A team representing a diversity of perspectives and skills, composed of individuals performing within a complexity range of 10–20 points on the Lectical Scale is likely to function optimally.

Getting fit-to-role right, also ensures that line managers are slightly more complex thinkers than their direct reports. People tend to prefer leaders they can look up to, and most of us intuitively look up to people who think a little more complexly than we do. [2] When it comes to line managers, If we’re as skilled as they are, we tend to wonder why they’re leading us. If we’re more skilled than they are, we are likely to feel frustrated. And if they’re way more skilled than we are, we may not understand them fully. In other words, we’re happiest when our line managers challenge us—but not too much. (Sound familiar?)

Most people work better with line managers who perform 15–25 points higher on the Lectical Scale than they do.

Unsurprisingly, all this engagement and happiness has an impact on productivity. Individuals work more productively when they’re happily engaged. And teams work more productively when their members communicate well with one another.[2]

The moral of the story

The moral of this story is that employee happiness and organizational effectiveness are driven by the same thing—fit-to-role. We don’t have to compromise one to achieve the other. Quite the contrary. We can’t achieve either without achieving fit-to-role.

Summing up

To sum up, when we get fit to role right—in other words, ensure that every employee is in the zone—we support individual engagement & happiness, quality communication in teams, and leadership effectiveness. Together, these outcomes contribute to productivity and cultural health.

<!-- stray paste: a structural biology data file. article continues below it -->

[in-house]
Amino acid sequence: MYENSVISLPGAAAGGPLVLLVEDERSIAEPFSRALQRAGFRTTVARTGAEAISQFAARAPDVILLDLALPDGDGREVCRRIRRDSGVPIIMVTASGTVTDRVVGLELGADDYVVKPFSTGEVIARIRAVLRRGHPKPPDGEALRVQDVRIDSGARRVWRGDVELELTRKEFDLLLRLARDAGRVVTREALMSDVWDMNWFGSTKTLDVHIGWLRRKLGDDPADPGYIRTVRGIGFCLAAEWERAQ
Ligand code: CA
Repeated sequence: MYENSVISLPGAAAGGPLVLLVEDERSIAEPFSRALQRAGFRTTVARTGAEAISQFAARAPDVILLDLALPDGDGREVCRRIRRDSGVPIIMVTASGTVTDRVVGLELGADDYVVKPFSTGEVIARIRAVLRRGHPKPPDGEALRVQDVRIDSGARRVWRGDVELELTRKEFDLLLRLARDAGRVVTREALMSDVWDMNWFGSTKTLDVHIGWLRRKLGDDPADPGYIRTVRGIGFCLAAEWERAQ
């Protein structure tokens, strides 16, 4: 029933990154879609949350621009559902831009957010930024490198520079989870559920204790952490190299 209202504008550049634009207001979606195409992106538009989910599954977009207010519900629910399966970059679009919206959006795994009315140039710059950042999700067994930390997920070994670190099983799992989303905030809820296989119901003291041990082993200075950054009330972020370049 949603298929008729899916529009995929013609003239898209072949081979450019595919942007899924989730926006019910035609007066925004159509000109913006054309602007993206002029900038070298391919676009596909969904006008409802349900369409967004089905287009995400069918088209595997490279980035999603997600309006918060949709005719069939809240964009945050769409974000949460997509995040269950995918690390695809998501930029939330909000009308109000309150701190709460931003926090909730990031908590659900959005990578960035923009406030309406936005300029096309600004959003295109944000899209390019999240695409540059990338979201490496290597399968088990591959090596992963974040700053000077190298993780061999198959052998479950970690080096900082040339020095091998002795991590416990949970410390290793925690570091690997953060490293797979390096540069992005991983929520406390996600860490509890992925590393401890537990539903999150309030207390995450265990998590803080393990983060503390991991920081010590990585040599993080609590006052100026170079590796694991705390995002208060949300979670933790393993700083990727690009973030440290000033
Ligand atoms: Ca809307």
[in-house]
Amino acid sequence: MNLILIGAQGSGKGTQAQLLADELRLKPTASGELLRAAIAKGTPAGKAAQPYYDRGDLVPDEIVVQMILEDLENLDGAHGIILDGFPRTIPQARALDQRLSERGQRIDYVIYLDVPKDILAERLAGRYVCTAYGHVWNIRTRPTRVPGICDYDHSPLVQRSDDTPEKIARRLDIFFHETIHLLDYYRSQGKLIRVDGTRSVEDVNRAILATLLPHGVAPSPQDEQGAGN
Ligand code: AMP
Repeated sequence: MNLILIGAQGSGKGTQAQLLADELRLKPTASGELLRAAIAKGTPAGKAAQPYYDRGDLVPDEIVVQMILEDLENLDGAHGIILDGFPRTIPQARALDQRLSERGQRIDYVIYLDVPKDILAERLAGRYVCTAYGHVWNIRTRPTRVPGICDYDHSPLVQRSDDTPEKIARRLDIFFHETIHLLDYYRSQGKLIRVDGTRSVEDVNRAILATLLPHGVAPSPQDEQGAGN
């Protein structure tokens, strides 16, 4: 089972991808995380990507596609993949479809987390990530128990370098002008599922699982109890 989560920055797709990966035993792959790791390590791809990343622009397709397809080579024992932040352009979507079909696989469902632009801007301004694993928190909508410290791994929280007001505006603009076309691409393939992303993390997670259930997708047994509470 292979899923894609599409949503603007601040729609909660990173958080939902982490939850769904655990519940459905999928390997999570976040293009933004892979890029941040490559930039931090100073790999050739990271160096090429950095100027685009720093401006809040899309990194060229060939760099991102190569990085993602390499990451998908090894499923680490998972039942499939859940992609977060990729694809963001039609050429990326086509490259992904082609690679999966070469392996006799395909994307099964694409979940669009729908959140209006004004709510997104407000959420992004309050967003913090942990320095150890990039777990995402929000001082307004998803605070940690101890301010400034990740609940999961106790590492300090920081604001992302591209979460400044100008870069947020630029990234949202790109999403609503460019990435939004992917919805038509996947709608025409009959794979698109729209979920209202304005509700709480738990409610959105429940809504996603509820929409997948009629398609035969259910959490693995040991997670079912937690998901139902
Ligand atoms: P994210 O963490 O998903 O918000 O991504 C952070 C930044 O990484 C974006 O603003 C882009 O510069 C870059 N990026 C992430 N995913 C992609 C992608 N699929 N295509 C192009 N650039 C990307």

Getting fit-to-role right requires top-notch recruitment and people development practices, starting with the ability to measure the complexity of (1) role requirements and (2) people skills.

When my colleagues and I think about the future of recruitment and people development, we envision healthy, effective organizations characterized by engaged, happy, productive, and constantly developing employees & teams. We help organizations achieve this vision by…

  • reducing the cost of recruitment so that best practices can be employed at every level in an organization;
  • improving predictions of fit-to- role;
  • broadening the definition of fit-to-role to encompasses the role, the team, and the position of a role in the organizational hierarchy; and
  • promoting the seamless integration of recruitment with employee development strategy and practice.

[1] Csikszentmihalyi, M., Flow, the psychology of happiness. (2008) Harper-Collins.

[2] Oishi, S., Koo, M., & Akimoto, S. (2015) Culture, interpersonal perceptions, and happiness in social interactions, Pers Soc Psychol Bull, 34, 307–320.

[3] Oswald, A. J., Proto, E., & Sgroi, D. (2015). Happiness and productivity. Journal of labor economics, 33, 789-822.